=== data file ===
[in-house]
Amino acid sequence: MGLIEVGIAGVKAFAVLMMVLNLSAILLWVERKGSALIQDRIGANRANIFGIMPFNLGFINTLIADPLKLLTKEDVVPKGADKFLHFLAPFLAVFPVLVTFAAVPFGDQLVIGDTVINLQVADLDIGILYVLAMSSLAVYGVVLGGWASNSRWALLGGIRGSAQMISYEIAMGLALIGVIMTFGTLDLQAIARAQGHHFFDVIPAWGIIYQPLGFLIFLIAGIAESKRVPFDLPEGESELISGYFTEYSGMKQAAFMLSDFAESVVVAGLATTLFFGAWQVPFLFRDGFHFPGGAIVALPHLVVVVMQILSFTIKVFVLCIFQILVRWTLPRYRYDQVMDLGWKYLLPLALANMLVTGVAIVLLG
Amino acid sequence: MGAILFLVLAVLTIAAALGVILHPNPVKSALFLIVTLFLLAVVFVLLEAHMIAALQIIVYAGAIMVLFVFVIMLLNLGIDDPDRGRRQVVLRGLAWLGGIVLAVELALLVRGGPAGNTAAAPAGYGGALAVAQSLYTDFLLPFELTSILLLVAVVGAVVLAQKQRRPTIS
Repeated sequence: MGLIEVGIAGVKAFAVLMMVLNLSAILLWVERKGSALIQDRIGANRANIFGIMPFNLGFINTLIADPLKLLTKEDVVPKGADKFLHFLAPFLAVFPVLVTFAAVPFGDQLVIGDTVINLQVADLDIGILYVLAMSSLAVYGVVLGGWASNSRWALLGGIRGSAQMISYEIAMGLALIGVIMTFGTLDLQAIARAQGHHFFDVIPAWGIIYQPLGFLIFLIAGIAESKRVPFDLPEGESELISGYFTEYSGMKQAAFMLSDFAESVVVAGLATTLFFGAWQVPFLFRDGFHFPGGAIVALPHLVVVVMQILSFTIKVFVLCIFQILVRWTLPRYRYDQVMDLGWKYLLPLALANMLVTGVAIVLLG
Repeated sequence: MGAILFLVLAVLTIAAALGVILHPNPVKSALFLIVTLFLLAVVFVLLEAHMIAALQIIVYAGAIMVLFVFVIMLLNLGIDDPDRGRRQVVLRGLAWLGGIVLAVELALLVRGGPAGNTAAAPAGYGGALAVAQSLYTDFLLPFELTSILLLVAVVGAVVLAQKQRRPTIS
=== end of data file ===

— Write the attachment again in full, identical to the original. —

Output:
[in-house]
Amino acid sequence: MGLIEVGIAGVKAFAVLMMVLNLSAILLWVERKGSALIQDRIGANRANIFGIMPFNLGFINTLIADPLKLLTKEDVVPKGADKFLHFLAPFLAVFPVLVTFAAVPFGDQLVIGDTVINLQVADLDIGILYVLAMSSLAVYGVVLGGWASNSRWALLGGIRGSAQMISYEIAMGLALIGVIMTFGTLDLQAIARAQGHHFFDVIPAWGIIYQPLGFLIFLIAGIAESKRVPFDLPEGESELISGYFTEYSGMKQAAFMLSDFAESVVVAGLATTLFFGAWQVPFLFRDGFHFPGGAIVALPHLVVVVMQILSFTIKVFVLCIFQILVRWTLPRYRYDQVMDLGWKYLLPLALANMLVTGVAIVLLG
Amino acid sequence: MGAILFLVLAVLTIAAALGVILHPNPVKSALFLIVTLFLLAVVFVLLEAHMIAALQIIVYAGAIMVLFVFVIMLLNLGIDDPDRGRRQVVLRGLAWLGGIVLAVELALLVRGGPAGNTAAAPAGYGGALAVAQSLYTDFLLPFELTSILLLVAVVGAVVLAQKQRRPTIS
Repeated sequence: MGLIEVGIAGVKAFAVLMMVLNLSAILLWVERKGSALIQDRIGANRANIFGIMPFNLGFINTLIADPLKLLTKEDVVPKGADKFLHFLAPFLAVFPVLVTFAAVPFGDQLVIGDTVINLQVADLDIGILYVLAMSSLAVYGVVLGGWASNSRWALLGGIRGSAQMISYEIAMGLALIGVIMTFGTLDLQAIARAQGHHFFDVIPAWGIIYQPLGFLIFLIAGIAESKRVPFDLPEGESELISGYFTEYSGMKQAAFMLSDFAESVVVAGLATTLFFGAWQVPFLFRDGFHFPGGAIVALPHLVVVVMQILSFTIKVFVLCIFQILVRWTLPRYRYDQVMDLGWKYLLPLALANMLVTGVAIVLLG
Repeated sequence: MGAILFLVLAVLTIAAALGVILHPNPVKSALFLIVTLFLLAVVFVLLEAHMIAALQIIVYAGAIMVLFVFVIMLLNLGIDDPDRGRRQVVLRGLAWLGGIVLAVELALLVRGGPAGNTAAAPAGYGGALAVAQSLYTDFLLPFELTSILLLVAVVGAVVLAQKQRRPTIS